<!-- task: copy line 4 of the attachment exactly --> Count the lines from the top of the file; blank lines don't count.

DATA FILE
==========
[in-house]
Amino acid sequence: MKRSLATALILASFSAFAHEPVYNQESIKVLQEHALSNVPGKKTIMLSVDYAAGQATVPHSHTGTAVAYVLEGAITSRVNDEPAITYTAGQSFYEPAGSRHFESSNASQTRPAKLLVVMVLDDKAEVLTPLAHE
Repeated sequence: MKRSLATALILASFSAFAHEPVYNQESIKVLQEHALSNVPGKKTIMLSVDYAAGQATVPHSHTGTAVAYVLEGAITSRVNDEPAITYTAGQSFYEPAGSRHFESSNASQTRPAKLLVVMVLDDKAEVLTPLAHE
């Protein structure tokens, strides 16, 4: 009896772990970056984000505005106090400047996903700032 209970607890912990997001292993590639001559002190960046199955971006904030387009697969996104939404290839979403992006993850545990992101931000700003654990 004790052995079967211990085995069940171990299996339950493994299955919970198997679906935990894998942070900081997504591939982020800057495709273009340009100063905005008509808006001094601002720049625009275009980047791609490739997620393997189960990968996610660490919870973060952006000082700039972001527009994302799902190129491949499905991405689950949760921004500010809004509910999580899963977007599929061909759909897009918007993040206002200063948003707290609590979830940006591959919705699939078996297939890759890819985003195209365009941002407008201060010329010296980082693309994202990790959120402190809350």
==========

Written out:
């Protein structure tokens, strides 16, 4: 009896772990970056984000505005106090400047996903700032 209970607890912990997001292993590639001559002190960046199955971006904030387009697969996104939404290839979403992006993850545990992101931000700003654990 004790052995079967211990085995069940171990299996339950493994299955919970198997679906935990894998942070900081997504591939982020800057495709273009340009100063905005008509808006001094601002720049625009275009980047791609490739997620393997189960990968996610660490919870973060952006000082700039972001527009994302799902190129491949499905991405689950949760921004500010809004509910999580899963977007599929061909759909897009918007993040206002200063948003707290609590979830940006591959919705699939078996297939890759890819985003195209365009941002407008201060010329010296980082693309994202990790959120402190809350």